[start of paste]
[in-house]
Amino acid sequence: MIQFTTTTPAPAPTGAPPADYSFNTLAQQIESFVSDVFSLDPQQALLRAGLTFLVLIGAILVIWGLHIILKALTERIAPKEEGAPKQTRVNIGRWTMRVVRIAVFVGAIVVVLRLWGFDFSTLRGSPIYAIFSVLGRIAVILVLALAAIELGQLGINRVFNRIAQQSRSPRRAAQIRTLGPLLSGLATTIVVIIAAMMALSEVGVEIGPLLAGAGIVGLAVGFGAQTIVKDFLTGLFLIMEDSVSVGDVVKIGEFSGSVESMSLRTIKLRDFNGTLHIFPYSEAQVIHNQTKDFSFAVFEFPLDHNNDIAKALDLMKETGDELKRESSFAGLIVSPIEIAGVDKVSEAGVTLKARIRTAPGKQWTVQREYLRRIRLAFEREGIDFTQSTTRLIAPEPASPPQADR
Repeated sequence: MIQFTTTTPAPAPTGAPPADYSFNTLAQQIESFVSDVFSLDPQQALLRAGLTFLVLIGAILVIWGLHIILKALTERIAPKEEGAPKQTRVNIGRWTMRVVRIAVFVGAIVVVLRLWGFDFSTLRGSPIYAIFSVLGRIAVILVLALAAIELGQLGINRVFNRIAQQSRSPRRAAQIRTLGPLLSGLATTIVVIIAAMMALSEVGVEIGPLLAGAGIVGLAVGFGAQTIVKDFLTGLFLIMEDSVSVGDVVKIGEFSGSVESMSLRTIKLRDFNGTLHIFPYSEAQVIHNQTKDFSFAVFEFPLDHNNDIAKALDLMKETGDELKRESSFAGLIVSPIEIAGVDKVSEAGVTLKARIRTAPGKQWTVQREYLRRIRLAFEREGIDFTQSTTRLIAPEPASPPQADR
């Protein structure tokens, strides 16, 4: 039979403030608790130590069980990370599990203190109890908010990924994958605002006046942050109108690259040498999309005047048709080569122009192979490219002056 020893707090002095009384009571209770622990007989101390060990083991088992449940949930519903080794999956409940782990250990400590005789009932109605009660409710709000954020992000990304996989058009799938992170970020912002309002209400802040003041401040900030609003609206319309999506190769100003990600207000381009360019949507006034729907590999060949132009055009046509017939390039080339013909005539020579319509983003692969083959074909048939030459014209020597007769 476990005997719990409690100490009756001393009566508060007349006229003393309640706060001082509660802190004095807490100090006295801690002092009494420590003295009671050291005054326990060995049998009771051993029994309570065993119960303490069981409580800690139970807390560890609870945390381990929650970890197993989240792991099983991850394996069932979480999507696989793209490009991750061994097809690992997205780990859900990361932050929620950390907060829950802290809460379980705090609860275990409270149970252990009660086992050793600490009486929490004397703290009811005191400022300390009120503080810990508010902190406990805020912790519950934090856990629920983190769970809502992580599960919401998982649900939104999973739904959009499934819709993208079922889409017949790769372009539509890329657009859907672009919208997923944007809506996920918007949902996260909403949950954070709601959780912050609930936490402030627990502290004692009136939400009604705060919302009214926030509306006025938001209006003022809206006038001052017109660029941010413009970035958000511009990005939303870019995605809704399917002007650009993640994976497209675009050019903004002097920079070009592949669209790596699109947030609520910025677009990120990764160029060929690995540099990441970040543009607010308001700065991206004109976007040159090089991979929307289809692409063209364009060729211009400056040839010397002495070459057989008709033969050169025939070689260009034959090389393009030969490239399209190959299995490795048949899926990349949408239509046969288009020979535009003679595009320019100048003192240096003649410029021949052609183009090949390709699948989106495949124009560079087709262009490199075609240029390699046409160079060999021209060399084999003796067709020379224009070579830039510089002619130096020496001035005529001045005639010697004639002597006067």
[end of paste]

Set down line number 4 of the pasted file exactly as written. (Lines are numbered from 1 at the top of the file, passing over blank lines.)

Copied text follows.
């Protein structure tokens, strides 16, 4: 039979403030608790130590069980990370599990203190109890908010990924994958605002006046942050109108690259040498999309005047048709080569122009192979490219002056 020893707090002095009384009571209770622990007989101390060990083991088992449940949930519903080794999956409940782990250990400590005789009932109605009660409710709000954020992000990304996989058009799938992170970020912002309002209400802040003041401040900030609003609206319309999506190769100003990600207000381009360019949507006034729907590999060949132009055009046509017939390039080339013909005539020579319509983003692969083959074909048939030459014209020597007769 476990005997719990409690100490009756001393009566508060007349006229003393309640706060001082509660802190004095807490100090006295801690002092009494420590003295009671050291005054326990060995049998009771051993029994309570065993119960303490069981409580800690139970807390560890609870945390381990929650970890197993989240792991099983991850394996069932979480999507696989793209490009991750061994097809690992997205780990859900990361932050929620950390907060829950802290809460379980705090609860275990409270149970252990009660086992050793600490009486929490004397703290009811005191400022300390009120503080810990508010902190406990805020912790519950934090856990629920983190769970809502992580599960919401998982649900939104999973739904959009499934819709993208079922889409017949790769372009539509890329657009859907672009919208997923944007809506996920918007949902996260909403949950954070709601959780912050609930936490402030627990502290004692009136939400009604705060919302009214926030509306006025938001209006003022809206006038001052017109660029941010413009970035958000511009990005939303870019995605809704399917002007650009993640994976497209675009050019903004002097920079070009592949669209790596699109947030609520910025677009990120990764160029060929690995540099990441970040543009607010308001700065991206004109976007040159090089991979929307289809692409063209364009060729211009400056040839010397002495070459057989008709033969050169025939070689260009034959090389393009030969490239399209190959299995490795048949899926990349949408239509046969288009020979535009003679595009320019100048003192240096003649410029021949052609183009090949390709699948989106495949124009560079087709262009490199075609240029390699046409160079060999021209060399084999003796067709020379224009070579830039510089002619130096020496001035005529001045005639010697004639002597006067």